Hey, Its not easy to say the best way to unwrap your model without knowing the detail, quality, and usage you’re going for.
As last I’ve heard UE4 doesn’t support UDIMS (UDIM textures in UE4? - UE4 AnswerHub), but to be honest there’s plenty of other methods you can use just as easily.
It will depend on the quality of model your building and how many parts it comprises of. For a simple low poly stylised car you could get away with a single material using a 1k or 2k texture. For a detailed high poly model you might want to use different materials for the various parts: paintwork, bumpers, tyres, glass, chrome, seats etc. as they will all have different properties of roughness, metalness, sub-surface, opacity, etc. and you may want to add different visual effects to them in the material.
So as a start point I’d say you’d probably want to use an atlased material (where a single texture contains multiple parts of the car) and see how much of the models uv unwrap you can fit into a 4k texture while keeping the detail/pixel density you want. If you can’t fit the whole models uvs into a single 4k texture, split them out into multiple textures based on surface type (paintwork and chrome in one; tyres, bumpers, plastics in another; glass in another) etc.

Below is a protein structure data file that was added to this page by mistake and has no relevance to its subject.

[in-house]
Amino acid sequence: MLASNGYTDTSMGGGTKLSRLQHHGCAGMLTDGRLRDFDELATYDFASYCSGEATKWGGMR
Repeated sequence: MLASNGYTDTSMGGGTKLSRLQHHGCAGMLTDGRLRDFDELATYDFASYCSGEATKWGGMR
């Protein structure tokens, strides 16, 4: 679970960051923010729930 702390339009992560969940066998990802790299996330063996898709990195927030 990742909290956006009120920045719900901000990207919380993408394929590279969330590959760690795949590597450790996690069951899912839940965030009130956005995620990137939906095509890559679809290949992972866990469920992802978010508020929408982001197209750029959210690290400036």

You can easily change the colour of the model (eg paintwork, bumpers, chrome etc) inside UE4 using the standard UE4 material functions. You can also use material instances (a sort of wrapper you can put around the material you’ve defined) that allows you to easily change certain parameters you have in your material, for example the texture used, base colour tint, metalness/roughness/normals strength etc).
So in theory you could have maybe only one or two materials for your car from which you can create several material instances for the individual car parts which you can then adjust independently to get the look you’re going for.